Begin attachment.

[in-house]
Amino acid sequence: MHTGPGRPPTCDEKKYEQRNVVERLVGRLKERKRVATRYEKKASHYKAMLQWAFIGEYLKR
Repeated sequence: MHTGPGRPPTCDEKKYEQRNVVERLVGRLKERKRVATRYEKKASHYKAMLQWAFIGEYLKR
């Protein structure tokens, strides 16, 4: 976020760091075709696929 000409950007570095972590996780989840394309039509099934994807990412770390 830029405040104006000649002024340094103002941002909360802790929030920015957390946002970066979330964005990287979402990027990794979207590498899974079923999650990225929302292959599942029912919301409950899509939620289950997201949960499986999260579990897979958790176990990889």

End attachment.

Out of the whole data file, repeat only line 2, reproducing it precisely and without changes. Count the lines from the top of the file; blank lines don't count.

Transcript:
Amino acid sequence: MHTGPGRPPTCDEKKYEQRNVVERLVGRLKERKRVATRYEKKASHYKAMLQWAFIGEYLKR